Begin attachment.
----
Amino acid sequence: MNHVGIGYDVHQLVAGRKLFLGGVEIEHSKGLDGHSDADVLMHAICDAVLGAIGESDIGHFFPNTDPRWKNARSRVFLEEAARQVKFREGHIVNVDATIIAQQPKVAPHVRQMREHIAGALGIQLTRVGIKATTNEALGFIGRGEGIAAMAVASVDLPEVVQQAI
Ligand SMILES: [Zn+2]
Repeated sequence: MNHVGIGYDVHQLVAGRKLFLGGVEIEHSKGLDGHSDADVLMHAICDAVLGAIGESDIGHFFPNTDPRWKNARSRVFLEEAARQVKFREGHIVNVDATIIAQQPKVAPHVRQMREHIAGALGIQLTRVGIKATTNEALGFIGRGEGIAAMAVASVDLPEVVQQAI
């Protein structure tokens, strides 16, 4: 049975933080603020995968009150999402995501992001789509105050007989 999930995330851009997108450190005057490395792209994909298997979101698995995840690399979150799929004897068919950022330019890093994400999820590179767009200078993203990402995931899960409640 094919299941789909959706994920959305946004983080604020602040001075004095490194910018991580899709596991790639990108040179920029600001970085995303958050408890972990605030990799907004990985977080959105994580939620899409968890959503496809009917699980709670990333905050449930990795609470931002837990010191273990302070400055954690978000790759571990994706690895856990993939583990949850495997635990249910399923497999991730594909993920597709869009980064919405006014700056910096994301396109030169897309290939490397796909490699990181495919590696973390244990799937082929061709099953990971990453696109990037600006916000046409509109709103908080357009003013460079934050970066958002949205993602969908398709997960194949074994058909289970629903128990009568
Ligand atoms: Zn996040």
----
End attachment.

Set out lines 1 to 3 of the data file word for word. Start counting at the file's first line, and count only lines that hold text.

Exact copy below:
Amino acid sequence: MNHVGIGYDVHQLVAGRKLFLGGVEIEHSKGLDGHSDADVLMHAICDAVLGAIGESDIGHFFPNTDPRWKNARSRVFLEEAARQVKFREGHIVNVDATIIAQQPKVAPHVRQMREHIAGALGIQLTRVGIKATTNEALGFIGRGEGIAAMAVASVDLPEVVQQAI
Ligand SMILES: [Zn+2]
Repeated sequence: MNHVGIGYDVHQLVAGRKLFLGGVEIEHSKGLDGHSDADVLMHAICDAVLGAIGESDIGHFFPNTDPRWKNARSRVFLEEAARQVKFREGHIVNVDATIIAQQPKVAPHVRQMREHIAGALGIQLTRVGIKATTNEALGFIGRGEGIAAMAVASVDLPEVVQQAI